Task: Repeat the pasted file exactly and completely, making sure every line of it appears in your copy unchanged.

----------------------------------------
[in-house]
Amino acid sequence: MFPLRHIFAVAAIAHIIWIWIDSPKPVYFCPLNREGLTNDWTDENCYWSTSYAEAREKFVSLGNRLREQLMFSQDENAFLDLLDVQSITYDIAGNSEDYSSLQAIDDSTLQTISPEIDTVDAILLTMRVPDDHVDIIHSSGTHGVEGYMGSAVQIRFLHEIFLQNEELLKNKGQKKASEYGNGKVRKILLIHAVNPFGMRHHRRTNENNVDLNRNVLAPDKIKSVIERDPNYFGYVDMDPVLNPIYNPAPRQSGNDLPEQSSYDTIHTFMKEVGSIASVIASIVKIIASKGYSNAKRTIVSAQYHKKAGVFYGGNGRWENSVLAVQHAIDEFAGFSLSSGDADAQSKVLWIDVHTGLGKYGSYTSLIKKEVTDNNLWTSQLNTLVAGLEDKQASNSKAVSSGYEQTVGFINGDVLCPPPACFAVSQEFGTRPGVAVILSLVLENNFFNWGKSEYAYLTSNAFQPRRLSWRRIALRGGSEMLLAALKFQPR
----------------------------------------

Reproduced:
[in-house]
Amino acid sequence: MFPLRHIFAVAAIAHIIWIWIDSPKPVYFCPLNREGLTNDWTDENCYWSTSYAEAREKFVSLGNRLREQLMFSQDENAFLDLLDVQSITYDIAGNSEDYSSLQAIDDSTLQTISPEIDTVDAILLTMRVPDDHVDIIHSSGTHGVEGYMGSAVQIRFLHEIFLQNEELLKNKGQKKASEYGNGKVRKILLIHAVNPFGMRHHRRTNENNVDLNRNVLAPDKIKSVIERDPNYFGYVDMDPVLNPIYNPAPRQSGNDLPEQSSYDTIHTFMKEVGSIASVIASIVKIIASKGYSNAKRTIVSAQYHKKAGVFYGGNGRWENSVLAVQHAIDEFAGFSLSSGDADAQSKVLWIDVHTGLGKYGSYTSLIKKEVTDNNLWTSQLNTLVAGLEDKQASNSKAVSSGYEQTVGFINGDVLCPPPACFAVSQEFGTRPGVAVILSLVLENNFFNWGKSEYAYLTSNAFQPRRLSWRRIALRGGSEMLLAALKFQPR